Search Results: Byzantine Empire

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Mount Athos
Definitionby Mark Cartwright

Mount Athos

Mount Athos, located on the Chalkidike peninsula near Thessalonica, Greece, is a holy site which first saw hermit monks living there in the 9th century CE. Regarded as one of the most important monastic sites in the Byzantine Empire, there...
Ghana Empire
Definitionby Mark Cartwright

Ghana Empire

The Ghana Empire flourished in West Africa from at least the 6th to 13th century CE. Not connected geographically to the modern state of Ghana, the Ghana Empire was located in the western Sudan savannah region (modern southern Mauritania...
Ancient Armenia
Definitionby Mark Cartwright

Ancient Armenia

Ancient Armenia, located in the south Caucasus area of Eurasia, was settled in the Neolithic era but its first recorded state proper was the kingdom of Urartu from the 9th century BCE. Incorporated into the Persian Empire of Cyrus the Great...
Sasanian Empire
Definitionby Alonso Constenla Cervantes

Sasanian Empire

The Sasanian Empire (224-651 CE, also given as Sassanian, Sasanid or Sassanid) was the last pre-Islamic Persian empire, established in 224 CE by Ardeshir I, son of Papak, descendant of Sasan. The Empire lasted until 651 CE when it was overthrown...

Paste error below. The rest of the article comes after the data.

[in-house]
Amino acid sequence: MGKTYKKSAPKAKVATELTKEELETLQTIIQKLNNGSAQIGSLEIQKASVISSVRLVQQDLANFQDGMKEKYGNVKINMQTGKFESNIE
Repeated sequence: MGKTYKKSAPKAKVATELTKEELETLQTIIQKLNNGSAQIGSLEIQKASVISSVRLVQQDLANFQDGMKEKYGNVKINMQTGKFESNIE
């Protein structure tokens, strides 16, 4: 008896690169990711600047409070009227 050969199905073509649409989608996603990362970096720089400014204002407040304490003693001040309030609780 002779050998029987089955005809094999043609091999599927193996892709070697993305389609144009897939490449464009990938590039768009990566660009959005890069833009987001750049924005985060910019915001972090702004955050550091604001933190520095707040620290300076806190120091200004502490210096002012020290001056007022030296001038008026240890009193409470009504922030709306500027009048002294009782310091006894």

Michael II
Definitionby Mark Cartwright

Michael II

Michael II the Amorion, also known as Michael “the Stammerer”, was emperor of the Byzantine Empire between 820 and 829 CE. He founded the short-lived Amorion dynasty, named after his hometown in Phrygia, which would last until...
Ancient Persian Governors
Definitionby Joshua J. Mark

Ancient Persian Governors

The Achaemenid Persian Empire functioned as well as it did because of the efficient bureaucracy established by its founder Cyrus the Great (r. c. 550-530 BCE) which was administered through the satrapy system. A Persian governor of a province...
Theophilos
Definitionby Mark Cartwright

Theophilos

Theophilos was emperor of the Byzantine Empire from 829 to 842 CE. He was the second ruler of the Amorion dynasty founded by his father Michael II. Popular during his reign and responsible for a lavish rebuilding of Constantinople's palaces...
Corpus Juris Civilis
Definitionby Mark Cartwright

Corpus Juris Civilis

The Justinian Code or Corpus Juris Civilis (Corpus of Civil Law) was a major reform of Byzantine law created by Emperor Justinian I (r. 527-565 CE) in 528-9 CE. Aiming to clarify and update the old Roman laws, eradicate inconsistencies and...
Kosrau I
Definitionby Joshua J. Mark

Kosrau I

Kosrau I (r. 531-579 CE) was the greatest king of the Sassanian Empire (224-651 CE) in virtually every aspect of his reign. He reformed the military, the Persian government, expanded his territories, engaged in large-scale building projects...
The Ideology of the Holy Roman Empire
Articleby Isaac Toman Grief

The Ideology of the Holy Roman Empire

"The Holy Roman Empire was in no way holy, nor Roman, nor an empire," wrote Voltaire, and this interpretation still dominates the popular imagination, so the Holy Roman Empire is treated as a bad joke, a pale parody of the glory of Rome...
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